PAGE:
The X-15 rocket plane was America’s premiere experimental research aircraft. It became the first manned craft to reach hypersonic velocities, and to create a new class of astronauts, ones who flew wings into space rather than rockets. The twelfth and final of these pilot/astronauts was Major Michael Adams from the US Air Force.
As soon as the first group of American astronauts was announced in 1959, Adams knew where his career would take him. He was twice forestalled in his attempts to reach space. First by losing a slot in the second group of American astronauts because of injuries sustained in an F-104 ejection, then by being chosen for the Air Force’s Manned Orbiting Laboratory, which was canceled when politics entered the fray.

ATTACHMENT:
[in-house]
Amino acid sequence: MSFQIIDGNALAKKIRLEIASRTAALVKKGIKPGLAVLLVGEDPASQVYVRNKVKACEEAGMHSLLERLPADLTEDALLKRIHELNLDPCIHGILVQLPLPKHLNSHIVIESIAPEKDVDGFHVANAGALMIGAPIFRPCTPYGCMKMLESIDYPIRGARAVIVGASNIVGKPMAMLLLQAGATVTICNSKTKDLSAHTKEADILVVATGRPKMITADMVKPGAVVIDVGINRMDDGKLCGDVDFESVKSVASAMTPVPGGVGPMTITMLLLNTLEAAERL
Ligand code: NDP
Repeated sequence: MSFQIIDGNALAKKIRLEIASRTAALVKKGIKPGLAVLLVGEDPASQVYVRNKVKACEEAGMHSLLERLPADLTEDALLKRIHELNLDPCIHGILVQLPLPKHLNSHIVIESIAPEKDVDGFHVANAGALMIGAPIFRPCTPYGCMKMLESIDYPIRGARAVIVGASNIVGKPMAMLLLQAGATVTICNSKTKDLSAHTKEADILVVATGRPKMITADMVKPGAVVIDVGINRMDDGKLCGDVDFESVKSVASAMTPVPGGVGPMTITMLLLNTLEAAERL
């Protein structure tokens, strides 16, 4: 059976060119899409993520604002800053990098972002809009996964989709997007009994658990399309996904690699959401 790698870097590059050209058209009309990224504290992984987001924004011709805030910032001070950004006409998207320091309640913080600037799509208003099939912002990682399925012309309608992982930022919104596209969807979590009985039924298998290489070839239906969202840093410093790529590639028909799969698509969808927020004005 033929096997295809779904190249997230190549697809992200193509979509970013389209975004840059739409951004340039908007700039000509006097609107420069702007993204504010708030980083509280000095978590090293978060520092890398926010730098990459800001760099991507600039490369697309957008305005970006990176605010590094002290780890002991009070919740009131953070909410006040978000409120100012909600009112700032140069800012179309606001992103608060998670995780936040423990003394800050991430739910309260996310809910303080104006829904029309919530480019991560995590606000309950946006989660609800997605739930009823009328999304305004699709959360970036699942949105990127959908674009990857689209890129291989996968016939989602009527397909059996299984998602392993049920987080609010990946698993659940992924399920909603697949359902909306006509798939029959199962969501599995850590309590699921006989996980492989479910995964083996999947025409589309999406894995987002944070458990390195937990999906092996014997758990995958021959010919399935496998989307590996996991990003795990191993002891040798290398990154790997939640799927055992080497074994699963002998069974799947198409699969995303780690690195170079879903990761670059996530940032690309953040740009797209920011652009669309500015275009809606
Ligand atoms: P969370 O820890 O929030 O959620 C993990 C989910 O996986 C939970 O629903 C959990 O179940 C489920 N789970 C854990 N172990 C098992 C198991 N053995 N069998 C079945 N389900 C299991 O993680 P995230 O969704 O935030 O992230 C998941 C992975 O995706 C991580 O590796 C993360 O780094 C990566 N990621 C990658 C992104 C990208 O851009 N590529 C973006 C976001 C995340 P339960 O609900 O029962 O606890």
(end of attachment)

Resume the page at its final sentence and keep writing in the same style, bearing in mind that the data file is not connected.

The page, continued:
Adams saw the X-15 as his new pathway to space, and was quickly accepted into that elite group, which included such legendary test pilots as Scott Crossfield, Joe Walker, and Neil Armstrong. Mike Adams was the only X-15 pilot to lose his life while flying the program. Because of this, few people know of him today.
Michelle Evans’ research for her book, “The X-15 Rocket Plane, Flying the First Wings into Space” led her to interview nearly 70 people connected to the program, including Adams’ wife, children, brother, and friends. Her unique perspective has been able to honor Major Michael J. Adams, and to bring him to life as one of the X-15 astronauts in her fascinating presentation.